The global cost of corruption is estimated at US$ 1 trillion by the World Bank Institute. The audience at the 6th In-house Counsel Monitor event Monday 2 December in Amsterdam was given an opening wake-up call by Jermyn Brooks, Board Member and Chair, Business Advisory Board of Transparency International. This is an enormous amount of money hampering fair competition and in the end mostly burdening low income earners and small businesses.
After an initial period with a few landmark cases, it is now becoming clear that the global hunt on corruption is about to intensify. Most notably in China, where the new regime is taking determined steps to battle corruption and create a level playing field. The exposure of the systematic corruption conducted by GlaxoSmithKline is only one example of many companies that are being investigated for wrongdoing. Mr Xianyue Bai, a Chinese lawyer who was selected by the China Ministry of Justice and China Bar Association to speak abroad, was one of the seven speakers at the In-house Counsel Monitor event. Mr Bai aptly explained China’s legal system regarding anti-commercial bribery, something that is often confused in western media.
Concurrently in the UK, just when companies have started to relax after the initial fear mongering regarding the UK Bribery Act and its extraterritorial reach, there is a new Director in charge of the Serious Fraud Office. ‘There’s a new sheriff in town’ said Jonathan Kelly, UK based partner of Cleary Gottlieb, warning that the enforcement attitude of the SFO will now likely harden. The new Director has expressed that he will be less likely to negotiate than his predecessor.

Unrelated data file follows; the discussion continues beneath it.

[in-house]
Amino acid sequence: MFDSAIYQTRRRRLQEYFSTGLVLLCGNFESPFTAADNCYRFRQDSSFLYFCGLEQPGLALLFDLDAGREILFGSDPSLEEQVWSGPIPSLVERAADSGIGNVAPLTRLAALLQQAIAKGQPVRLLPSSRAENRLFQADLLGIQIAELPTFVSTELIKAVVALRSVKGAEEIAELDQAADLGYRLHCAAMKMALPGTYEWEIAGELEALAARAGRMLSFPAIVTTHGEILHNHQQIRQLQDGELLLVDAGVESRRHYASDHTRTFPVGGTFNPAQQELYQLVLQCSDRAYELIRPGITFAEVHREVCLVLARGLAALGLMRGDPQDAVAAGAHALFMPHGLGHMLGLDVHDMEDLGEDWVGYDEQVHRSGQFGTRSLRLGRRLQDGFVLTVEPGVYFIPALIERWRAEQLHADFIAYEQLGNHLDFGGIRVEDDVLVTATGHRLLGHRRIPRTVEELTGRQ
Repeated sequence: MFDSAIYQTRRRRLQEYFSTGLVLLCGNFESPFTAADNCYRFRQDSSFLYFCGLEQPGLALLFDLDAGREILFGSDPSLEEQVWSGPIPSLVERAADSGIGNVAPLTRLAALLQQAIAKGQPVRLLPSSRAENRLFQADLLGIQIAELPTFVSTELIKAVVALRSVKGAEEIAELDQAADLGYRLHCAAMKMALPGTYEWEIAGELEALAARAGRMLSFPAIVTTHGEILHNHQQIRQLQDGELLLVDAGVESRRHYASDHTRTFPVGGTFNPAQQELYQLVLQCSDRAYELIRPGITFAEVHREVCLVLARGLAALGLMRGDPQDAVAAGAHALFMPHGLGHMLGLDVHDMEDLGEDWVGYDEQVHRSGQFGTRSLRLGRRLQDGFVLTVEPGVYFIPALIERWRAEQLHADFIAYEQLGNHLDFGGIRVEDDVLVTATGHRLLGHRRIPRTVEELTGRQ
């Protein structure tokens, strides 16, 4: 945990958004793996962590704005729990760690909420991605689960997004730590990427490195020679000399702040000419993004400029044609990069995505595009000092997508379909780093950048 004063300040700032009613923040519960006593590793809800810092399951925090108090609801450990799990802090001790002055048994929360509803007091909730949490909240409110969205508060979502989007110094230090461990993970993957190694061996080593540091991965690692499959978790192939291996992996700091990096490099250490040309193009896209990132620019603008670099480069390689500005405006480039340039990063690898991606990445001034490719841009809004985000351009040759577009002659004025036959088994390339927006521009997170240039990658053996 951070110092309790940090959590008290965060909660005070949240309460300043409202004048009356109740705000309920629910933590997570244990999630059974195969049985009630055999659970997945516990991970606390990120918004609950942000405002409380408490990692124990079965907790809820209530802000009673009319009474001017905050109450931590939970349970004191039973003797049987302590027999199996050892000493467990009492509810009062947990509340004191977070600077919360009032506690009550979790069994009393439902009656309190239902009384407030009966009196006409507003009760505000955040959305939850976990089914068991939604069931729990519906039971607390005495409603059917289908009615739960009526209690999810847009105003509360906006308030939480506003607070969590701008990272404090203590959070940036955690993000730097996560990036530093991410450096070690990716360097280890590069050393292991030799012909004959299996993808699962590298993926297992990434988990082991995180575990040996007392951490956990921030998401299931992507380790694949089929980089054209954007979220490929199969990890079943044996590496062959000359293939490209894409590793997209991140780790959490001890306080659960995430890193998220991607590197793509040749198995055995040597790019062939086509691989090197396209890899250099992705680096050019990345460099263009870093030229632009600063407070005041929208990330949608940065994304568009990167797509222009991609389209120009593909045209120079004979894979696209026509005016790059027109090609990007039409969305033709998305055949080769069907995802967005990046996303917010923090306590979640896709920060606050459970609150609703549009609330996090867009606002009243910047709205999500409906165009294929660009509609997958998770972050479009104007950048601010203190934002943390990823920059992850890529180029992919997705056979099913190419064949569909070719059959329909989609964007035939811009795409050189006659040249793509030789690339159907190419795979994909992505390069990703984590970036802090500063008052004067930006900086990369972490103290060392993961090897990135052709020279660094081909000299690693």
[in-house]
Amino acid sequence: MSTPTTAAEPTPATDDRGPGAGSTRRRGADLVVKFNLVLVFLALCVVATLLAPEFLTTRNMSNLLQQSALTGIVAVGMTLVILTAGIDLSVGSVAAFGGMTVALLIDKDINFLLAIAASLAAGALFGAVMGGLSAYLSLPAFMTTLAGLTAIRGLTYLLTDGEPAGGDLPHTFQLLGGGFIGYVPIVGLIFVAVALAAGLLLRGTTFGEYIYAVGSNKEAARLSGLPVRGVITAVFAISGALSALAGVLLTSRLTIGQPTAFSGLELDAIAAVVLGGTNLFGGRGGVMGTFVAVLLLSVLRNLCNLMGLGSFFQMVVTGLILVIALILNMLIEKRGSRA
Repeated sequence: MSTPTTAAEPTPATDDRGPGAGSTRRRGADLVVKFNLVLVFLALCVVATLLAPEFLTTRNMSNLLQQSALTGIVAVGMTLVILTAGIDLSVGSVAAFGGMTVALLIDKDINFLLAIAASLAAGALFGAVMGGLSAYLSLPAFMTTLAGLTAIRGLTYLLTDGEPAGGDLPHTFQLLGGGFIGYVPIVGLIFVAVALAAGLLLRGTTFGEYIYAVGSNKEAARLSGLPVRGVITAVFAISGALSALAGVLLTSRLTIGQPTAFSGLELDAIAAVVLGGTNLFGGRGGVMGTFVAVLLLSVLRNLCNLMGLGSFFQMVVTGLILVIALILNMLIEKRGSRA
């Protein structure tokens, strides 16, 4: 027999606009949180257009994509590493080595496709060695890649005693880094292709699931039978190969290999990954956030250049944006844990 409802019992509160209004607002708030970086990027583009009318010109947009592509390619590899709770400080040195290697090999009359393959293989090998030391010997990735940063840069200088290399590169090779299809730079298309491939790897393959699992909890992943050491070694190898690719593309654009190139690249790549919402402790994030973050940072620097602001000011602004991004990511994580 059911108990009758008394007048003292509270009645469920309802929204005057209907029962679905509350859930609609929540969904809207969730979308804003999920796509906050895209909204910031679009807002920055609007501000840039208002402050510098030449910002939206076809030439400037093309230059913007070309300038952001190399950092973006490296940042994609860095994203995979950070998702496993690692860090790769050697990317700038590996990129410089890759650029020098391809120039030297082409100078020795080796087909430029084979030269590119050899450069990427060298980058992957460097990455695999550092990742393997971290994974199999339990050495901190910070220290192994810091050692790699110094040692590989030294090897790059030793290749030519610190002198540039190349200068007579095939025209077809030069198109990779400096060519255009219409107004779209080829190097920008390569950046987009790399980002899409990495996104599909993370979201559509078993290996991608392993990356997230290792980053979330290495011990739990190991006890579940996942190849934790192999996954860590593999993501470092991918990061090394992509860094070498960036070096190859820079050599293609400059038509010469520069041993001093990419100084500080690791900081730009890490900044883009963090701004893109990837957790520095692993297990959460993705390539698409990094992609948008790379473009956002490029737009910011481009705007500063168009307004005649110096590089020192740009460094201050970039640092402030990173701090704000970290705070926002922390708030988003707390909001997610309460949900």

Transparency is a key factor in the fight against corruption. The absence of public scrutiny makes for a fertile field in which corruption can grow. This is the conclusion drawn by Carola Hoyos, correspondent with the Financial Times, after having conducted nearly two years of research into the offset deals made by the defence industry around the world. Flabbergasting amounts of money surrounds decisions made by countries regarding the purchase of their defence equipment, but the citizens of those countries are not meant to know what ‘sweeteners’ are thrown in to sway the decision of their government.
These are a few highlights drawn from the 6th Houthoff Buruma In-house Counsel Monitor seminar that took place Monday 2 December. Approximately 350 in-house counsel gathered in the Muziekgebouw aan ’t IJ in Amsterdam to listen to the seven speakers. More information on the speakers and their presentations can be found at www.bedrijfsjuristenmonitor.com. Houthoff Buruma is an EACCNY member.